Spock kidnaps the crippled Capt. Pike, hijacks the Enterprise and then surrenders for court martial.


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Episode complete credited cast:
Captain Christopher Pike (archive footage)
Vina (archive footage)
Number One (archive footage) (as M. Leigh Hudec)
Peter Duryea ...
Lt. José Tyler (archive footage)
Dr. Boyce (archive footage)
C.P.O. Garrison (archive footage)
Hagan Beggs ...
Julie Parrish ...
Miss Piper


While visiting Starbase 11, the Enterprise is hijacked by Mr. Spock, leaving Captain Kirk behind while abducting the recently crippled Captain Christopher Pike, former commander of the Enterprise. The destination: Talos IV, off limits by Federation order since the Enterprise first visited the planet thirteen years earlier while then under the command of Captain Pike. After Kirk and Commodore Mendez, the Starbase commander, intercept the Enterprise, a court martial against Spock's apparent treachery is convened. Spock's only defense is a video feed showing Pike's capture and imprisonment by the inhabitants of Talos IV. Written by Alfetta159

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Release Date:

17 November 1966 (USA)  »

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Aspect Ratio:

1.33 : 1
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Did You Know?


Malachi Throne provided the voice of the Talosian Keeper in Star Trek: The Cage (1986), which was also Leonard Nimoy's first Star Trek (1966) appearance. Throne was also with Nimoy for his final "Star Trek" television, Star Trek: The Next Generation: Unification II (1991). See more »


Just before their first visit with the injured Capt. Pike, Commodore Mendez asks Kirk if he knows Pike. He then states that Pike was about Kirk's age. However, the plot is about an incident that happened 13 years before, when Spock was Capt. Pike's science officer. This would make Pike a 21-year-old starship captain. See more »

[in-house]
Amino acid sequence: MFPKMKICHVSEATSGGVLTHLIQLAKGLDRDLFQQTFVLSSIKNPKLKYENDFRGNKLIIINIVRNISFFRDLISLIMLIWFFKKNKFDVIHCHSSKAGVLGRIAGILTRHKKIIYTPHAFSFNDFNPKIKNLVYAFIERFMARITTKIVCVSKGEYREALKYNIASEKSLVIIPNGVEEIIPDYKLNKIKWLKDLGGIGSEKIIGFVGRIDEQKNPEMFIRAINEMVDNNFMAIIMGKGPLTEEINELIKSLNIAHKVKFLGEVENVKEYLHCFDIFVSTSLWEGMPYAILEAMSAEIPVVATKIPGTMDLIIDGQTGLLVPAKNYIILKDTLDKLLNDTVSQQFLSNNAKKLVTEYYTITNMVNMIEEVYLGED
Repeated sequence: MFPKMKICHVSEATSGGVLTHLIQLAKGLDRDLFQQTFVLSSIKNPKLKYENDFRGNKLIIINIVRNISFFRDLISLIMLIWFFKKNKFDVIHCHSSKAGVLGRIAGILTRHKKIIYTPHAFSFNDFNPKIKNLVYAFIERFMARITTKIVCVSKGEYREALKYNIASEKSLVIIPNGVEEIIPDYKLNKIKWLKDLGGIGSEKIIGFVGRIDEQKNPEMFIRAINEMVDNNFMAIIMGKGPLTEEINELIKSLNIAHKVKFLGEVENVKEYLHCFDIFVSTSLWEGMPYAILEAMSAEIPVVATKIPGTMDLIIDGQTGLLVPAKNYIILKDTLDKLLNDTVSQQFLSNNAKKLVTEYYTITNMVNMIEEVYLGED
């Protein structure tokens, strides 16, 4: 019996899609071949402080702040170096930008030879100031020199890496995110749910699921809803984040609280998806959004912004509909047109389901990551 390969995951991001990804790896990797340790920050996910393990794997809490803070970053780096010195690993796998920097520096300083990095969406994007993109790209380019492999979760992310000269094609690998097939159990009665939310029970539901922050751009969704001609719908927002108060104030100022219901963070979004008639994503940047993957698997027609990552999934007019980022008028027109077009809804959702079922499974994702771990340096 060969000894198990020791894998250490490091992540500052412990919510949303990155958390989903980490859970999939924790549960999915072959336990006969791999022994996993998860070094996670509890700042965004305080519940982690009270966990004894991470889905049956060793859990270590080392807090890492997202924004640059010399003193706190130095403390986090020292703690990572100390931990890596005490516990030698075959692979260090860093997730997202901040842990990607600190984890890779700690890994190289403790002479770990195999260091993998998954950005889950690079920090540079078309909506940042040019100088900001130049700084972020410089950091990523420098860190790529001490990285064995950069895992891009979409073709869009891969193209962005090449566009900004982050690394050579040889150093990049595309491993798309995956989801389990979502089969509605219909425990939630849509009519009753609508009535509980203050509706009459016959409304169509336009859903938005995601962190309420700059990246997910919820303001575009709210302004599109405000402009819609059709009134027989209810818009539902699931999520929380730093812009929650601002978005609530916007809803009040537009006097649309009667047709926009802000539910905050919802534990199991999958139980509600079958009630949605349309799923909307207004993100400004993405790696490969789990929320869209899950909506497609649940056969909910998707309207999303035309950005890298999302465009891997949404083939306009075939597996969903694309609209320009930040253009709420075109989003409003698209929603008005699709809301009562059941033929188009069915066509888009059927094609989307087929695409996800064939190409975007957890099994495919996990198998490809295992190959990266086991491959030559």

Captain James T. Kirk: [narrating] Captain's log, stardate 3012.4. Despite our best efforts to disengage computers, the Enterprise is still locked on a heading for the mysterious planet Talos IV. Meanwhile, as required by Starfleet General Orders, a preliminary hearing on Lieutenant Commander Spock is being convened and in all the years of my service this is the most painful moment I've ever faced.
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Features Star Trek: The Cage (1986) See more »

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User Reviews

Talosian Tricks
13 January 2007 | by (Elberon, NJ) – See all my reviews

In the old commercial for blank audio cassettes, the tag line was "is it real or is it Memorex?" The same might be said for the events in this episode - a compilation and remix of "The Cage," the first pilot of Star Trek. Mr. Spock has cleverly commandeered the ship to take it to the forbidden planet Talos IV in order to allow Capt. Christopher Pike, his first captain who has been burned and paralyzed, to return there. Why the finagling? Because to have any contact at all with Talos IV invites a death sentence. Why this is so is never explained - that bothered me tremendously - but, if nothing else, it adds to the story. After he has gotten the ship to travel to Talos IV, Mr. Spock turns himself in to Dr. McCoy (the senior-most officer present; Capt. Kirk was off the ship) for arrest and says, "The charge is mutiny, Dr.; I never received orders to take over the ship." What follows is a court martial in which - thanks to the Talosians - we learn why it was so important (besides the obvious paralysis) for Capt. Pike to get to Talos IV even at risk of Mr. Spock's death. The illusions the Talosians create, the background music and the entire storyline are fantastic. And Meg Wyllie as The Keeper (the head Talosian) is wonderful. Call me sexist but it never occurred to me to have a woman in that role but she was perfect! The Talosians, having given up almost all physical activity and becoming almost completely reliant upon the power of illusion, are also unisex; you can't really tell if they're male or female and it really doesn't matter. This episode, more than almost any other in the series, makes me hope and pray there are other worlds out there and that there are civilizations that are so far advanced! What a neat thing if this were so! This is one of my favorite episodes and, no matter how many times I've seen it (I even have it on video), it never fails to fascinate me. Meg Wyllie LOOKS like an alien and I do NOT mean that unkindly.

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